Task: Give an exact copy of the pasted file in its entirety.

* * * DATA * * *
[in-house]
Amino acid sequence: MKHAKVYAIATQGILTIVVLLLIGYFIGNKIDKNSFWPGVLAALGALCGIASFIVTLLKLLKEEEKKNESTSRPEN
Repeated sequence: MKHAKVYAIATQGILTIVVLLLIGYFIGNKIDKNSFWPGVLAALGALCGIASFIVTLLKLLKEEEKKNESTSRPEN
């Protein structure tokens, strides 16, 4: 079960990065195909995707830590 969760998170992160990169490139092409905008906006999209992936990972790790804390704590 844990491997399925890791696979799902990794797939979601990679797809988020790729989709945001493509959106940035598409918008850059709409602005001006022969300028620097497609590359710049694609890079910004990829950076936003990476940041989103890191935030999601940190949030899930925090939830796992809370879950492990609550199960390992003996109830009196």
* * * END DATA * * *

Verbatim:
[in-house]
Amino acid sequence: MKHAKVYAIATQGILTIVVLLLIGYFIGNKIDKNSFWPGVLAALGALCGIASFIVTLLKLLKEEEKKNESTSRPEN
Repeated sequence: MKHAKVYAIATQGILTIVVLLLIGYFIGNKIDKNSFWPGVLAALGALCGIASFIVTLLKLLKEEEKKNESTSRPEN
């Protein structure tokens, strides 16, 4: 079960990065195909995707830590 969760998170992160990169490139092409905008906006999209992936990972790790804390704590 844990491997399925890791696979799902990794797939979601990679797809988020790729989709945001493509959106940035598409918008850059709409602005001006022969300028620097497609590359710049694609890079910004990829950076936003990476940041989103890191935030999601940190949030899930925090939830796992809370879950492990609550199960390992003996109830009196």